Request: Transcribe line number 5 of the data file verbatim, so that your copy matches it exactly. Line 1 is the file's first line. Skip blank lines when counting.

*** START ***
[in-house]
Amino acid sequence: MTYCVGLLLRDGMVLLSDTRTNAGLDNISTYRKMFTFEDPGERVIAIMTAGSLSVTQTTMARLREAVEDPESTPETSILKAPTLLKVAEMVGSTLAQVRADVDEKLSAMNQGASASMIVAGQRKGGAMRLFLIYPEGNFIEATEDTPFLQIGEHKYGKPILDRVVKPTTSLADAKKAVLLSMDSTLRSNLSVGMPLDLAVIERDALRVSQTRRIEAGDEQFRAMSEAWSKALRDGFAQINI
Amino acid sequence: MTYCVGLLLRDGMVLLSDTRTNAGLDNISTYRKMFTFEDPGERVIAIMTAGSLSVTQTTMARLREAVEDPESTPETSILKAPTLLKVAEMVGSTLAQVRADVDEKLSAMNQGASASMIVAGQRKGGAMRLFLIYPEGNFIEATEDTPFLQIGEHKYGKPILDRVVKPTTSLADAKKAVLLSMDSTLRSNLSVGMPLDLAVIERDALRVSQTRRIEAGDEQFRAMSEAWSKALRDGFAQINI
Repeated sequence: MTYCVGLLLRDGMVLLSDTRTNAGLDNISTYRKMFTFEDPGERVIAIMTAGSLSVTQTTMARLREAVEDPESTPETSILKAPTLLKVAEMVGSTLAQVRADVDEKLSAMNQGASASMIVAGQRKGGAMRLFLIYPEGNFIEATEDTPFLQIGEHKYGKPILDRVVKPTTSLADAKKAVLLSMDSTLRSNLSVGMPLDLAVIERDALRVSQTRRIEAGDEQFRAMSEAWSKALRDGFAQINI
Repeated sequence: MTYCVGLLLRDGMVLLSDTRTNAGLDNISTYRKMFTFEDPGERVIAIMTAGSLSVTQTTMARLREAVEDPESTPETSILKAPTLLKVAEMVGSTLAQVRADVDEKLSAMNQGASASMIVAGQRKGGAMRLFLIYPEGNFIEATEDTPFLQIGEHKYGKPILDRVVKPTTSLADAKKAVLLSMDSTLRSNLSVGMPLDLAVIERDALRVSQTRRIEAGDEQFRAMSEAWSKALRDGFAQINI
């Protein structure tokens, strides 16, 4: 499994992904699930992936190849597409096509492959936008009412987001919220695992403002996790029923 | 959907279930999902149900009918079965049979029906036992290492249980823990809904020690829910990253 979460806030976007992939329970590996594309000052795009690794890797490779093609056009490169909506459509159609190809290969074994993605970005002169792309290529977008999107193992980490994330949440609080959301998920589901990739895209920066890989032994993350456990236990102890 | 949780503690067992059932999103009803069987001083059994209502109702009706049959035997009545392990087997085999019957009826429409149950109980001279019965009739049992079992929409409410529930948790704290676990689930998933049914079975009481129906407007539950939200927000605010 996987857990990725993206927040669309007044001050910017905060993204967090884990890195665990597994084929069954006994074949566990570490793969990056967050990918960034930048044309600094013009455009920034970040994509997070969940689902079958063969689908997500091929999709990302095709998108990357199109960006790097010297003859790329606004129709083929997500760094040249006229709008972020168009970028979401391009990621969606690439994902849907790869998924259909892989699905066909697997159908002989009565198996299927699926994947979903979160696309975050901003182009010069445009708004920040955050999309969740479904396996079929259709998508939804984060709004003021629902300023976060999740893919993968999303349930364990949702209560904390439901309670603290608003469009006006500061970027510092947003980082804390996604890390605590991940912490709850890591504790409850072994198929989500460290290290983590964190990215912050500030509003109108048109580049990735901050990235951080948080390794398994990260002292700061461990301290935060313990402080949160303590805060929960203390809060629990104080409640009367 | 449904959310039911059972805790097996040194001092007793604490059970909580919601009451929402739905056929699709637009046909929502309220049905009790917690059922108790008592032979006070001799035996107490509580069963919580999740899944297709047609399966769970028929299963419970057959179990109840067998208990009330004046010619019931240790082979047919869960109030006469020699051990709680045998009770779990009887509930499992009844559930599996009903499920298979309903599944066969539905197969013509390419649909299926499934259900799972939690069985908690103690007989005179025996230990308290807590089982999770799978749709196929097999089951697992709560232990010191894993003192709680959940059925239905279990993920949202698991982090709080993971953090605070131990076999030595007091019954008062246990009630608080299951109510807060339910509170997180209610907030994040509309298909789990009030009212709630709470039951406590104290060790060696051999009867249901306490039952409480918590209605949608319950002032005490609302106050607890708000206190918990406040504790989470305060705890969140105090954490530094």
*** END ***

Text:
Repeated sequence: MTYCVGLLLRDGMVLLSDTRTNAGLDNISTYRKMFTFEDPGERVIAIMTAGSLSVTQTTMARLREAVEDPESTPETSILKAPTLLKVAEMVGSTLAQVRADVDEKLSAMNQGASASMIVAGQRKGGAMRLFLIYPEGNFIEATEDTPFLQIGEHKYGKPILDRVVKPTTSLADAKKAVLLSMDSTLRSNLSVGMPLDLAVIERDALRVSQTRRIEAGDEQFRAMSEAWSKALRDGFAQINI